New short-term rental code takes shape after two years

A high concentration of licensed short-term rental properties in unincorporated Lincoln County are located in the Bayshore area north of Alsea Bay. A sign advertises a vacation rental property on Northwest Oceania Drive in Bayshore, an unincorporated beachfront community north of Waldport. (Photos by Kenneth Lipp)

Public workshop scheduled for April 7

During the March 29 meeting of the Lincoln County Board of Commissioners, County Counsel Wayne Belmont presented proposed code language to regulate short-term rentals in unincorporated areas of the county.

Commissioners imposed a moratorium on new short-term rental licenses in March 2020, postponing the consideration of regulations they began the previous year in order to focus on response to the COVID-19 pandemic. Facing another disaster later in the year with historic wildfires, the board extended the moratorium multiple times, most recently until June, and has committed to finalizing the new code without another extension.

In a memorandum accompanying draft amendments to Chapter 4 of the Lincoln County Code, Belmont said staff made four main recommendations for commissioners’ consideration.

Staff recommended limiting occupancy to two people per sleeping area, down from the current three, and allowing an additional two people in the dwelling from 8 a.m. to 10 p.m. Gatherings like weddings and graduation parties would be prohibited.

They recommended requiring an existing system evaluation report for the 75 percent of short-term rentals in unincorporated areas that have on-site septic systems. This would ensure sewage systems are operating properly, according to the memo, and also establish a ceiling for the number of people that can occupy the property, regardless of the licensed occupancy limit.

A crucial recommendation, Belmont said, was the addition of administrative hearings to determine the validity of complaints, while retaining the current process that starts with owner-neighbor resolution and includes a “three strikes” provision for violations.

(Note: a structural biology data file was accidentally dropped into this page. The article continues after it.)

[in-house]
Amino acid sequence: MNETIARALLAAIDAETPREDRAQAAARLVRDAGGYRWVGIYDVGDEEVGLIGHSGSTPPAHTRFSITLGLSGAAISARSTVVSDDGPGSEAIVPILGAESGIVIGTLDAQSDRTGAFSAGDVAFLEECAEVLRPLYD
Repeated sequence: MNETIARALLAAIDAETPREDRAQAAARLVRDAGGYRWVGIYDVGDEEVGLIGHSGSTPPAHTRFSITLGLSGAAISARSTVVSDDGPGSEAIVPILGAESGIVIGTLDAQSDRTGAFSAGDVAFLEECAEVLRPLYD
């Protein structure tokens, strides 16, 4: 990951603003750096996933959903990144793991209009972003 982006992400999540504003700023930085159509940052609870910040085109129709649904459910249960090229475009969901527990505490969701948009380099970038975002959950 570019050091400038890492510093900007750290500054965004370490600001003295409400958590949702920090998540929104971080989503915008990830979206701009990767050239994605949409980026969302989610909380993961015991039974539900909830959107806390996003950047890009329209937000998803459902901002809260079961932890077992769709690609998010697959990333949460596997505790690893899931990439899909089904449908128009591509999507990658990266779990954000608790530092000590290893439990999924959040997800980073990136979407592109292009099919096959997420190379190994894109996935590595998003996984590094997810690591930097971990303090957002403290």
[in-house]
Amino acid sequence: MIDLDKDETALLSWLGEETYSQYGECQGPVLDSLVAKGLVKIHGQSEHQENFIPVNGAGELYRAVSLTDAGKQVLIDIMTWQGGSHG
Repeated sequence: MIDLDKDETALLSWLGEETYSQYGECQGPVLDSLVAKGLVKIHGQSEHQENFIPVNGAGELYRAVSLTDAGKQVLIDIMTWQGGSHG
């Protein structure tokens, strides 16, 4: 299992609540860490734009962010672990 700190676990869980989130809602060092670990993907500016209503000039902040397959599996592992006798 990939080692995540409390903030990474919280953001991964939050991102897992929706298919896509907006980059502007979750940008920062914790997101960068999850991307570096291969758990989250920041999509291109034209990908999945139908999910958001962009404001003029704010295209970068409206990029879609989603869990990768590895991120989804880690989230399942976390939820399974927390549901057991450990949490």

Belmont said the creation of a hearing officer position to consider evidence, determine if a violation occurred and what sanction was appropriate would allow a level of formal adjudication separate from referral to circuit court, with a different standard of evidence. Appeals of those decisions could be made to circuit court.

Sheriff Curtis Landers, whose office investigates complaints, said he thought an administrative hearing process was “exactly the piece that’s been missing.”

Staff recommended commissioners consider four alternatives for caps on the number of licenses — no cap, a countywide cap, a countywide cap plus caps for specific geographic regions and regional caps with no countywide limit. Under each alternative, the memo reads, existing licensees would be grandfathered in until a property is sold or transferred — that is, no licenses would be revoked to meet a cap.

Included with the recommendations was a map showing the number of licensed short-term rentals in seven county regions as of April 21, 2020. Regions 1 through 5 comprise the area west of Highway 101, where the majority of licenses were located. 

Region 1, a 17-mile stretch from south of Depoe Bay to the Tillamook County line, had the highest number of rental operations, 195. Region 4 was the most dense, with 163 licensees in eight miles from the north side of Alsea Bay to Seal Rock, concentrated in the Bayshore area. There were 95 licensed short-term rentals from south of Alsea Bay to Lane County, Region 5; 43 in Region 3 between Seal Rock and Newport; and 26 between Newport and Depoe Bay, Region 2.

All of Lincoln County east of Highway 101 is divided into Regions 6 and 7, north and south of Highway 20, respectively, where there were 91 total licensees.

County commissioners will hold a public workshop via Zoom at 6 p.m. on Wednesday, April 7, to gather input on the proposed code language. That language, along with Belmont’s memo to commissioners Monday, the regional map and a registration link to offer comment during the workshop can be found online at tinyurl.com/jmzmenre.

One hundred people joined a previous workshop held on Jan. 20 that lasted more than three hours. Belmont said three hours were allotted for the April 7 meeting, and another workshop could be scheduled if more time is needed for all commenters. The county’s public information officer, Casey Miller, said 18 people had registered to comment as of Thursday morning.

Commissioners will discuss staff recommendations and public input during their regular meeting on April 12 and plan to adopt the code amendments in May.

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